The reason why I gave up on Gray’s Anatomy is it wasn’t a very good show about medicine, and the soap opera relationships just got too silly. If The Good Wife is going to be a mediocre show about lawyers, it really needs to be a fantastic show about relationships. It has the potential to do that.
What piqued my interest the most so far, are her two kids and how they are reacting to daddy being in prison with their lives shattered by lurid TV clips. The son Zach Florrick, played by Graham Philips, intercepts photos intended for Alicia. Viewers are shown a scene where Alicia, the good wife, attacks her husband’s prosecutor for showing sex films on TV to make him feel guilty for hurting her and her children. The prosecutor defends his actions by claiming he held back evidence to stay within good taste. We viewers assume the photos Zach sees are some of what was held back, including photos of their dad doing drugs. But Zach believes the photos are Photoshop fakes.
Now here is the crucial point on whether or not I’m going to like or dislike this show. I want this story to be emotionally honest and realistic. The setup is good, how a corrupt man hurts his family. I don’t want a razzamatazz conspiracy plot to complicate an essentially genuine emotional landscape. We have the lives of a good wife, her two children and Peter’s mother hijacked by the bad husband, father and son. I know the husband isn’t going to be all bad, but I don’t want pulp fiction narrative stringing me along episode by episode trying to trick me into caring about him because he was framed.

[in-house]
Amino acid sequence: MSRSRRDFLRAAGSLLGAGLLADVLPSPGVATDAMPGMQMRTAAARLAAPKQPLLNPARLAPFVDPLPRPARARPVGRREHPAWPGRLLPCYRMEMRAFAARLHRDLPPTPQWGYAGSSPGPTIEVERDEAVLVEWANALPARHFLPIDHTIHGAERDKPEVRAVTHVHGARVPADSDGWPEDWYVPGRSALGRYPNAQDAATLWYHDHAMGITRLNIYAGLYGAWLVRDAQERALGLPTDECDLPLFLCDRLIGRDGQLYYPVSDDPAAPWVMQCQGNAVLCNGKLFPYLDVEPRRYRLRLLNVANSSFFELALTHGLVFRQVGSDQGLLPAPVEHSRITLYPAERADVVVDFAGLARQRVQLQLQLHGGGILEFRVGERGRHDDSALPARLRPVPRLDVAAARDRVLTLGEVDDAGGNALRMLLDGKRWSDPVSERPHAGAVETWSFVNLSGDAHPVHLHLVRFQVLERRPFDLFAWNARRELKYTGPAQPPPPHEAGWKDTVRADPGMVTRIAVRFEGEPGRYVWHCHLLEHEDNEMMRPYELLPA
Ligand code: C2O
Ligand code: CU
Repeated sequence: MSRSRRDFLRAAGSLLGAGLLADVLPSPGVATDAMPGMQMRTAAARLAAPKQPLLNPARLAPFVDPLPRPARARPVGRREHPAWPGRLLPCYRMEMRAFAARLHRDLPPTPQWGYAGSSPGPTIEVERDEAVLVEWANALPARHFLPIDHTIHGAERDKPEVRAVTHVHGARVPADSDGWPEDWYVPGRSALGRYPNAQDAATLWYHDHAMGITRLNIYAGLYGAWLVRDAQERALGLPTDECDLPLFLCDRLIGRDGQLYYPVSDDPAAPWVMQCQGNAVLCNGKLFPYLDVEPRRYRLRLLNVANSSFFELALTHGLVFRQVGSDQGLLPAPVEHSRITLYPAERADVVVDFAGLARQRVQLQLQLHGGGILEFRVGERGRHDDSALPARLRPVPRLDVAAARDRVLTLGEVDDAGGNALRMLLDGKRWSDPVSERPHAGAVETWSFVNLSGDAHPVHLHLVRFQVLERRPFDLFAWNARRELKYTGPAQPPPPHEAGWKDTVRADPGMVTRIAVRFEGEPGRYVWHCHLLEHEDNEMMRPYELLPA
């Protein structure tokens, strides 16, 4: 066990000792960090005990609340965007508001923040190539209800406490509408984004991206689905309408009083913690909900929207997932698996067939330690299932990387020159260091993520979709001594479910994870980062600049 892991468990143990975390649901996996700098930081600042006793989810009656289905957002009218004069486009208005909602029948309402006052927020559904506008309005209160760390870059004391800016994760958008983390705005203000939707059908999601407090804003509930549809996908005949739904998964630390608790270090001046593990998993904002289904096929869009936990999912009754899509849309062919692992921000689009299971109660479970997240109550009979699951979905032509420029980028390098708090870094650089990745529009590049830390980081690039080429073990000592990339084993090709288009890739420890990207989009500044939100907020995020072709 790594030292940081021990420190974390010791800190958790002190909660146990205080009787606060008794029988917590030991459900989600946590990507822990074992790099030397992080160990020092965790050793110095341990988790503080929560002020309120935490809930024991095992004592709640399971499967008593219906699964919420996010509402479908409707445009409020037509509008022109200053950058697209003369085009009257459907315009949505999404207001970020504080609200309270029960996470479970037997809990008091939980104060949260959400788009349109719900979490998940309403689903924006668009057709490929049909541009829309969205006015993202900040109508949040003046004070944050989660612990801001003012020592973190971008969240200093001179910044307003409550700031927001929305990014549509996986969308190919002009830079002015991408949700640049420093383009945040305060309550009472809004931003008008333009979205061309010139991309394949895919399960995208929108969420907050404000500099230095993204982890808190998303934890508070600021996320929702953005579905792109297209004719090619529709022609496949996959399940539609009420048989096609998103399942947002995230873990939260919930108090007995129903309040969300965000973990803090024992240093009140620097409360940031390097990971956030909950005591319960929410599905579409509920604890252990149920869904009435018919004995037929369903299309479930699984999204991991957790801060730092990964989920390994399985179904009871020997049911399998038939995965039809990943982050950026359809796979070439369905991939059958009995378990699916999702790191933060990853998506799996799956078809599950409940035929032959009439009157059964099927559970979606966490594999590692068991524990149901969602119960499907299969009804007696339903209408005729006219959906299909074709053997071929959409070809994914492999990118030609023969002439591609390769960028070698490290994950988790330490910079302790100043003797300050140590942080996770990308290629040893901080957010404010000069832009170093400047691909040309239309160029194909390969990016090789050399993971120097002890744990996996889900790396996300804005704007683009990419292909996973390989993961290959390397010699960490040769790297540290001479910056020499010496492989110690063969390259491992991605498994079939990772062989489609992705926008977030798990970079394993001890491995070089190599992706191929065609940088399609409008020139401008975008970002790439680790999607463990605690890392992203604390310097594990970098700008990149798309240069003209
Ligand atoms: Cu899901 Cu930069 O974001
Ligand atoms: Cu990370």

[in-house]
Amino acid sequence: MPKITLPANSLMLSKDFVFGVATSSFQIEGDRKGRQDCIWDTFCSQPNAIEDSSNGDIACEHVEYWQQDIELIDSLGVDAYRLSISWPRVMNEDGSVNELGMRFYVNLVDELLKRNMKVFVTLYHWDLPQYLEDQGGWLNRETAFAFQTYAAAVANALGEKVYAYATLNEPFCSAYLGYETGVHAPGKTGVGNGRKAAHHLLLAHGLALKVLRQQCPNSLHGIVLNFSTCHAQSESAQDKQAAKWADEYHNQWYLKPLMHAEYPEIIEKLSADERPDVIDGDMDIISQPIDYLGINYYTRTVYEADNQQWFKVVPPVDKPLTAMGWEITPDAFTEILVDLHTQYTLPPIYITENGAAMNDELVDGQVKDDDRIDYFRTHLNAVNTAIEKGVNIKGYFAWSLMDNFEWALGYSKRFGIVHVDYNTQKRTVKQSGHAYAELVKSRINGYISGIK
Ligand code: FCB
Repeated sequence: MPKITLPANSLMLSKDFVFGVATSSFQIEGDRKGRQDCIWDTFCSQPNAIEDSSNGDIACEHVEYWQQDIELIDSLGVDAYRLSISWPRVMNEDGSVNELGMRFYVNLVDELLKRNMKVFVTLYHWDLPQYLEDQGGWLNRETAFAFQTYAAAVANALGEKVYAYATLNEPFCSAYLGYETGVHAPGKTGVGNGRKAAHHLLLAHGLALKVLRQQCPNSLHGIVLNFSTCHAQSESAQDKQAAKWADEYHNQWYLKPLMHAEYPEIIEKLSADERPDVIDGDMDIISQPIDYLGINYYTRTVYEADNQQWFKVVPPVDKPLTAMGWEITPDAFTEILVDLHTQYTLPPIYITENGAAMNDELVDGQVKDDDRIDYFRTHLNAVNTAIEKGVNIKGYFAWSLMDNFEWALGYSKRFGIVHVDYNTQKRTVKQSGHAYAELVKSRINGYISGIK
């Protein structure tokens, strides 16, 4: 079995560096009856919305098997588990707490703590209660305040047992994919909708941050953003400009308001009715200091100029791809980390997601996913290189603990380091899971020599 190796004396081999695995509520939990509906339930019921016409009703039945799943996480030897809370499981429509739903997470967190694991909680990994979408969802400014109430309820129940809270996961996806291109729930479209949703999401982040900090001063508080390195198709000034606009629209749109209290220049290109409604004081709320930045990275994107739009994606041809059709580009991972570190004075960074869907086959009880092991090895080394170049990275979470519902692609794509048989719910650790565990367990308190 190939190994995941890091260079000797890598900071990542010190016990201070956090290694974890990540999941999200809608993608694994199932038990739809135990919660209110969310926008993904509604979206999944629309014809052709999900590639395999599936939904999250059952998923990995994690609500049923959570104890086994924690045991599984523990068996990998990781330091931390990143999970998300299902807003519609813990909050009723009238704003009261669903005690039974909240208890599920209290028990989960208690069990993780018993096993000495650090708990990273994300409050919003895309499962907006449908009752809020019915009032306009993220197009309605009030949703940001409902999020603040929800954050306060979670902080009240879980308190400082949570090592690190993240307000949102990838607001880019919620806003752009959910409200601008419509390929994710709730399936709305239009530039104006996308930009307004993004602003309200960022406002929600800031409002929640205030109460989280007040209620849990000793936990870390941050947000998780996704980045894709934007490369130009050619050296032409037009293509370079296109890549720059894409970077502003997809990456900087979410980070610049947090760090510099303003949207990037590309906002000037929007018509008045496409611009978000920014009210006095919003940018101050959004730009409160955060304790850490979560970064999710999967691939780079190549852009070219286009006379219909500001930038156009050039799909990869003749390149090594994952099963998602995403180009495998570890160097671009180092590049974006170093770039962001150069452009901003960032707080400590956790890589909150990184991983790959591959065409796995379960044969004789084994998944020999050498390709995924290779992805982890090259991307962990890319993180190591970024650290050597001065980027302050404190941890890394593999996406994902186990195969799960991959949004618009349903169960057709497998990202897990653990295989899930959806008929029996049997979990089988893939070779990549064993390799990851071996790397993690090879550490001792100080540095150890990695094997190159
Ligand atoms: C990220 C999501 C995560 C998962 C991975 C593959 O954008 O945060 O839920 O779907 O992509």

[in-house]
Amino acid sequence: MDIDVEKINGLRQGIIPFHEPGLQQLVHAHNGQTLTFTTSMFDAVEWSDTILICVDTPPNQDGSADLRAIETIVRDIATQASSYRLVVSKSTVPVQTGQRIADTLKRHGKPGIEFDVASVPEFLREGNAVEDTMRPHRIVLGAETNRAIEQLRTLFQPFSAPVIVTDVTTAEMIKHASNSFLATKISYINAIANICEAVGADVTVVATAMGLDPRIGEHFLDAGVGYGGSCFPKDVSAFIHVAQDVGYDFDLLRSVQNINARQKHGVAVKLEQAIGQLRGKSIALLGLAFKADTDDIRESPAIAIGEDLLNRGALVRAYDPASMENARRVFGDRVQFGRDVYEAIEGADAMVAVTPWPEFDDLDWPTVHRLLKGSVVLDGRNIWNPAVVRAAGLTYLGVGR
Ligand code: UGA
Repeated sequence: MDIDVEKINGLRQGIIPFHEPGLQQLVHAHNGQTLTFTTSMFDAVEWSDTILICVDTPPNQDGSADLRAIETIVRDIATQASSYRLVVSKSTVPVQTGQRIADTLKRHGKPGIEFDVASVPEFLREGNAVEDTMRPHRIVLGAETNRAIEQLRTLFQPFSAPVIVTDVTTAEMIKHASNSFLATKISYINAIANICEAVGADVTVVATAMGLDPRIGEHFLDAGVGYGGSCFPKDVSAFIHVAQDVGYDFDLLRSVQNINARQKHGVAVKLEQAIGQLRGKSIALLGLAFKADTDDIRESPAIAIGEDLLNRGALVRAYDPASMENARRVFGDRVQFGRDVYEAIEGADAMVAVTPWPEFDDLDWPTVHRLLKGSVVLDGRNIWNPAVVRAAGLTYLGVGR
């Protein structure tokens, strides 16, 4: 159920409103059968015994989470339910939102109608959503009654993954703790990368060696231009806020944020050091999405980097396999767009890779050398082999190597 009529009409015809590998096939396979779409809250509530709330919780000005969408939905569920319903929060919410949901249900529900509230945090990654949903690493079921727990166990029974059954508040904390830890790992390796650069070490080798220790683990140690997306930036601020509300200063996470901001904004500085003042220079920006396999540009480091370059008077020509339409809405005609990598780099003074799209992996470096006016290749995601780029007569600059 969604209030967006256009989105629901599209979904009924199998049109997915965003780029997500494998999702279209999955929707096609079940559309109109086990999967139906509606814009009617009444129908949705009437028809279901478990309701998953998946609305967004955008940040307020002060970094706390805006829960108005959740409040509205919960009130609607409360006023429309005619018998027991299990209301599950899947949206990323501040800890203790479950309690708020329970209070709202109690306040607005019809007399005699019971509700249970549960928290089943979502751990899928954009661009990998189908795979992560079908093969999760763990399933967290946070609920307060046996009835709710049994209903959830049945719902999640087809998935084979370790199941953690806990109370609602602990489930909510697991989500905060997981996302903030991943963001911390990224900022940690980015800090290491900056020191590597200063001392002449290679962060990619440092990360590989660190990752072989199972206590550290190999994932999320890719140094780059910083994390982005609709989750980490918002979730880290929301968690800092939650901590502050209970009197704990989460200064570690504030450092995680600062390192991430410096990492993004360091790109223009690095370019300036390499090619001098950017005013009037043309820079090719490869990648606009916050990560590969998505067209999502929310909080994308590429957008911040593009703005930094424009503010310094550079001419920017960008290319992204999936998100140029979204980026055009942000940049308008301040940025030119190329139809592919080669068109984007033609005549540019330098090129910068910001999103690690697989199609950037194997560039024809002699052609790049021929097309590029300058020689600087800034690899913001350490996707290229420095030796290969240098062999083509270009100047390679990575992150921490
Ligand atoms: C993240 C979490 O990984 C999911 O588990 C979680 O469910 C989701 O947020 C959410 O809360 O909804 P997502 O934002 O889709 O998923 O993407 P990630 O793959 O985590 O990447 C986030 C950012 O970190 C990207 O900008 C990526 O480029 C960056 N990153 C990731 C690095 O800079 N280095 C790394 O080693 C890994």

If Peter Florrick isn’t like every other politician caught with a three thousand dollar an hour hooker, then it undermines the premise of the good wife – we see Peter Florricks in the news all the time, the story everyone wants to explore is why their wives stand beside them during the press conferences when they confess. Unfortunately, The Good Wife’s writers will only be able to string that story line along for maybe one season if they are lucky. I expect Peter to get out of jail and be reunited with his family, and thus the title of the show can be carried into new realms of good wife-ness when Peter continues to explore new ways of hurting his family.
Now here’s the six-four thousand dollar question: Should I watch The Good Wife now? I could wait until it succeeds and finishes its first season, gets a guarantee on having a second season and rent the first season on DVD. Because of the endless TV season of DVD shows, why watch any new show? Well, if everyone did that networks would stop producing new shows. What the networks need for their new shows are fans willing to date the series and commit. Any show getting such fan support will have time to shake out the kinks and beef up the story lines so fans will fall in love with attractive, complex characters.
I’m doing my part by trying The Good Wife, FlashForward, Cougar Town and Modern Family. All have potential but each are very weak at grabbing my attention. Compared to HBO and Showtime favorites, like Big Love and Dexter, that hooked me completely with their first episodes, these new shows can’t even be called mildly narcotic. To be be frank, I’m getting very close to giving up on network TV completely, and just live off DVD TV from Netflix. But I worry, what if everyone felt that way? This would be a whole new level of time-shifting, much different from VCRs and DVRs.
JWH – 10/3/9